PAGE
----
Pakistan hangs two convicted militants in first execution since 2008
Two militants put to death by authorities after PM Nawaz Sharif drops moratorium on capital punishment in the wake of the Pakistan Taliban's attack on a army-run school
Pakistan on Friday hung two convicted militants in the first executions since 2008, officials said, after the government ended a moratorium on the death penalty in the wake of a Taliban school massacre that killed 149 people.
Islamabad’s decision to relinquish a ban on the death penalty in terror-related cases came as the country’s political and military leaders vowed to wipe out the home grown Islamist insurgency following Tuesday’s bloody rampage on an army-run school.
“Yes, two militants Aqil alias Doctor Usman and Arshad Mehmood have been hanged in Faisalabad jail,” Shuja Khanzada, Home Minister of central Punjab province, where the executions took place, told reporters.
A senior official from the prison department also confirmed the executions.
Aqil, who goes by the name Doctor Usman, was convicted for an attack on the army headquarters in Rawalpindi in 2009 and was arrested after being injured.
Arshad Mehmood was convicted for his involvement in a 2003 assassination attempt on former military ruler General Pervez Musharraf.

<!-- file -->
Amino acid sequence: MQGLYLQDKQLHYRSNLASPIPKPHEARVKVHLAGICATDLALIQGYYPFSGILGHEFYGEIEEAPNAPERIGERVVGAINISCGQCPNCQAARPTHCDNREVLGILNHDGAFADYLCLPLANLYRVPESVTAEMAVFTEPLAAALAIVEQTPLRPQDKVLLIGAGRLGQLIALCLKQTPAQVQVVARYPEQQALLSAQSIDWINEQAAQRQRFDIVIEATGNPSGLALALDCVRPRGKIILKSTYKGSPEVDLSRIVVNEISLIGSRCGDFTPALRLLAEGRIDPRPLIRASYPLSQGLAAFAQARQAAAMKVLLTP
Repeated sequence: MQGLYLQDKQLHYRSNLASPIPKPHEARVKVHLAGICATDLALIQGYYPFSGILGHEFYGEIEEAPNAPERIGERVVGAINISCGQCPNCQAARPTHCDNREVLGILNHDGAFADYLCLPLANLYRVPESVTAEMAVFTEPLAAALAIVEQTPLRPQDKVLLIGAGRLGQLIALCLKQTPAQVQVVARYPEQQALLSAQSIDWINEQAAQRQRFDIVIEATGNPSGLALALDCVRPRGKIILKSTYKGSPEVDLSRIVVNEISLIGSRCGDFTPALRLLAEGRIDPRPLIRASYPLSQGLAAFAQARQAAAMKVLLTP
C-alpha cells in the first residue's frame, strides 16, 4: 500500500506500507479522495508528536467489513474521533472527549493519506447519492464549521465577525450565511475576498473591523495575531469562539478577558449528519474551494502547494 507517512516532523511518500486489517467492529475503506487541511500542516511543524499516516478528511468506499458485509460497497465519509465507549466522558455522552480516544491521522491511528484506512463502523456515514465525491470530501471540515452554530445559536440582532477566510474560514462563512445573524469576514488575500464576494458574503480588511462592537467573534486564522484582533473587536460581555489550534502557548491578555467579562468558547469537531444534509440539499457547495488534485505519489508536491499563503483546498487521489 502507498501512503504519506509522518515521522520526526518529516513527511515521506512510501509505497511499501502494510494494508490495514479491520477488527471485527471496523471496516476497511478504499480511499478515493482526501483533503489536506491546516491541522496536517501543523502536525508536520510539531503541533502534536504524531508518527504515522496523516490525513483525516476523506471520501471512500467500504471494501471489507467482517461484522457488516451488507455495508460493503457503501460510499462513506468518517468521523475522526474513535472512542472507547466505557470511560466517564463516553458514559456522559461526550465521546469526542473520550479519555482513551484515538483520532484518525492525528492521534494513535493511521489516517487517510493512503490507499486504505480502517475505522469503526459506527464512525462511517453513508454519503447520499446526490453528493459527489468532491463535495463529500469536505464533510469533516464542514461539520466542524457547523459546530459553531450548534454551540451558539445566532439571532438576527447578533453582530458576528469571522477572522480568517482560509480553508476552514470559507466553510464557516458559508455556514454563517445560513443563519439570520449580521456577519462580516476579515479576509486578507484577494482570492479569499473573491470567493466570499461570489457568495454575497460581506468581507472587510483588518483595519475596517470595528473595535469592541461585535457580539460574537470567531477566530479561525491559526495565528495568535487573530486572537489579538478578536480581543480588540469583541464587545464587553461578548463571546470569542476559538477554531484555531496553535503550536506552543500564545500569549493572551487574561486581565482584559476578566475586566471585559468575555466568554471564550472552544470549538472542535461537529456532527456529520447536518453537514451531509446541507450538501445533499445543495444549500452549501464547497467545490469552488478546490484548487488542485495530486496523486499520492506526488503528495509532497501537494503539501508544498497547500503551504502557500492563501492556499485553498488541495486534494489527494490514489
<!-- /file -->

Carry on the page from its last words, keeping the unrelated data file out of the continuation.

Officials said that there may be ten more executions in the coming days: six in Punjab province and four in southern Sindh province.
“Six more convicted militants will be hanged in the coming days,” Khanzada said, referring to executions that come under his jurisdiction of Punjab province.
Shahid Hussain, superintendent of a prison in Sukkur, Sindh, said death warrants had been issued for two convicted members of the banned sectarian militant outfit Lashkar-e-Jhangvi (LeJ).
“The black [death] warrants of two LeJ activists Attaullah Qasim and Muhammad Azam have been issued by court for December 23,” said Hussain.
An anti-terrorism court has also been asked for the execution orders for two other convicts, Behram Khan and Shafqat Hussain, said Qazi Naseer Ahmed, superintendent of the central jail in Karachi, Pakistan’s largest city.
The United Nations has called for Pakistan to reconsider executing terror convicts, saying that “the death penalty has no measurable deterrent effect on levels of insurgent and terrorist violence” and “may even be counter-productive”.
“We urge the Government not to succumb to widespread calls for revenge,” said UN Human Rights Office spokesperson Rupert Colville, referring to this week’s Taliban school assault – the country’s worst ever terrorist attack.
Pakistan imposed a de facto moratorium on civilian executions in 2008, though hanging remains on the statute book and judges continue to pass the death sentence.
Only one person has been executed since that time, a soldier convicted by a court martial and hanged in November 2012.
Rights campaign group Amnesty International estimates that Pakistan has more than 8,000 prisoners on death row, most of whom have exhausted the appeals process. The government says that more than 500 of the death row prisoners were convicted on terror-related charges.